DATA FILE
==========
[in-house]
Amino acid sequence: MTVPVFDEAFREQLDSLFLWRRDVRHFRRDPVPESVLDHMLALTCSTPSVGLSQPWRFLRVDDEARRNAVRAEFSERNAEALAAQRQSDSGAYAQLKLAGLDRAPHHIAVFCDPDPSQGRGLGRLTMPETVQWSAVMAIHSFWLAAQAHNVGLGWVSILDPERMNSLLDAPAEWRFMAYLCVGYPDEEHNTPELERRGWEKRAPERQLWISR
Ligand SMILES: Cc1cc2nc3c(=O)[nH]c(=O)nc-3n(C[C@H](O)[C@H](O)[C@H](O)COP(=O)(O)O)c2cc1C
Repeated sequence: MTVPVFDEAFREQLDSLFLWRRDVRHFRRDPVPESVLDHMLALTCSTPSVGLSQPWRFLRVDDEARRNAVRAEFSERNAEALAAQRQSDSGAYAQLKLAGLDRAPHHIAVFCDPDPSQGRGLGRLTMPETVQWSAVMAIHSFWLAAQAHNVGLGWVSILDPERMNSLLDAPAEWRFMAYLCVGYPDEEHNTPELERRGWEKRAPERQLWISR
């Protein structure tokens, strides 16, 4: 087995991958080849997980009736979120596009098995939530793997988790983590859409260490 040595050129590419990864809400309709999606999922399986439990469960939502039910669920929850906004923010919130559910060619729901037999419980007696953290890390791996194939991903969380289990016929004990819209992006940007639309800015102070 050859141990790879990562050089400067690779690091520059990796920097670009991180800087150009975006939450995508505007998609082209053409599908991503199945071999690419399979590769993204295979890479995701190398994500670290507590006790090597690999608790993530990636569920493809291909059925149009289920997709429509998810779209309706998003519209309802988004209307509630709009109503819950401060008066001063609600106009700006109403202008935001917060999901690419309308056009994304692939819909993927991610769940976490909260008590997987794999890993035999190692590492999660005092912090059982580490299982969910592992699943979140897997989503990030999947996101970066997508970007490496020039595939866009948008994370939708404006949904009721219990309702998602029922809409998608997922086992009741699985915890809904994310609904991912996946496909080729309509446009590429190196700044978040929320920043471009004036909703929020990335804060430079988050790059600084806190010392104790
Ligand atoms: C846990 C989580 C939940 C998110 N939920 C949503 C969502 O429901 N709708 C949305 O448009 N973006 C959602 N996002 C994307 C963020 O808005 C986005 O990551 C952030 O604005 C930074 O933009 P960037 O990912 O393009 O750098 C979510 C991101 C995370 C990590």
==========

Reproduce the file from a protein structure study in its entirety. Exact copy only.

[in-house]
Amino acid sequence: MTVPVFDEAFREQLDSLFLWRRDVRHFRRDPVPESVLDHMLALTCSTPSVGLSQPWRFLRVDDEARRNAVRAEFSERNAEALAAQRQSDSGAYAQLKLAGLDRAPHHIAVFCDPDPSQGRGLGRLTMPETVQWSAVMAIHSFWLAAQAHNVGLGWVSILDPERMNSLLDAPAEWRFMAYLCVGYPDEEHNTPELERRGWEKRAPERQLWISR
Ligand SMILES: Cc1cc2nc3c(=O)[nH]c(=O)nc-3n(C[C@H](O)[C@H](O)[C@H](O)COP(=O)(O)O)c2cc1C
Repeated sequence: MTVPVFDEAFREQLDSLFLWRRDVRHFRRDPVPESVLDHMLALTCSTPSVGLSQPWRFLRVDDEARRNAVRAEFSERNAEALAAQRQSDSGAYAQLKLAGLDRAPHHIAVFCDPDPSQGRGLGRLTMPETVQWSAVMAIHSFWLAAQAHNVGLGWVSILDPERMNSLLDAPAEWRFMAYLCVGYPDEEHNTPELERRGWEKRAPERQLWISR
């Protein structure tokens, strides 16, 4: 087995991958080849997980009736979120596009098995939530793997988790983590859409260490 040595050129590419990864809400309709999606999922399986439990469960939502039910669920929850906004923010919130559910060619729901037999419980007696953290890390791996194939991903969380289990016929004990819209992006940007639309800015102070 050859141990790879990562050089400067690779690091520059990796920097670009991180800087150009975006939450995508505007998609082209053409599908991503199945071999690419399979590769993204295979890479995701190398994500670290507590006790090597690999608790993530990636569920493809291909059925149009289920997709429509998810779209309706998003519209309802988004209307509630709009109503819950401060008066001063609600106009700006109403202008935001917060999901690419309308056009994304692939819909993927991610769940976490909260008590997987794999890993035999190692590492999660005092912090059982580490299982969910592992699943979140897997989503990030999947996101970066997508970007490496020039595939866009948008994370939708404006949904009721219990309702998602029922809409998608997922086992009741699985915890809904994310609904991912996946496909080729309509446009590429190196700044978040929320920043471009004036909703929020990335804060430079988050790059600084806190010392104790
Ligand atoms: C846990 C989580 C939940 C998110 N939920 C949503 C969502 O429901 N709708 C949305 O448009 N973006 C959602 N996002 C994307 C963020 O808005 C986005 O990551 C952030 O604005 C930074 O933009 P960037 O990912 O393009 O750098 C979510 C991101 C995370 C990590």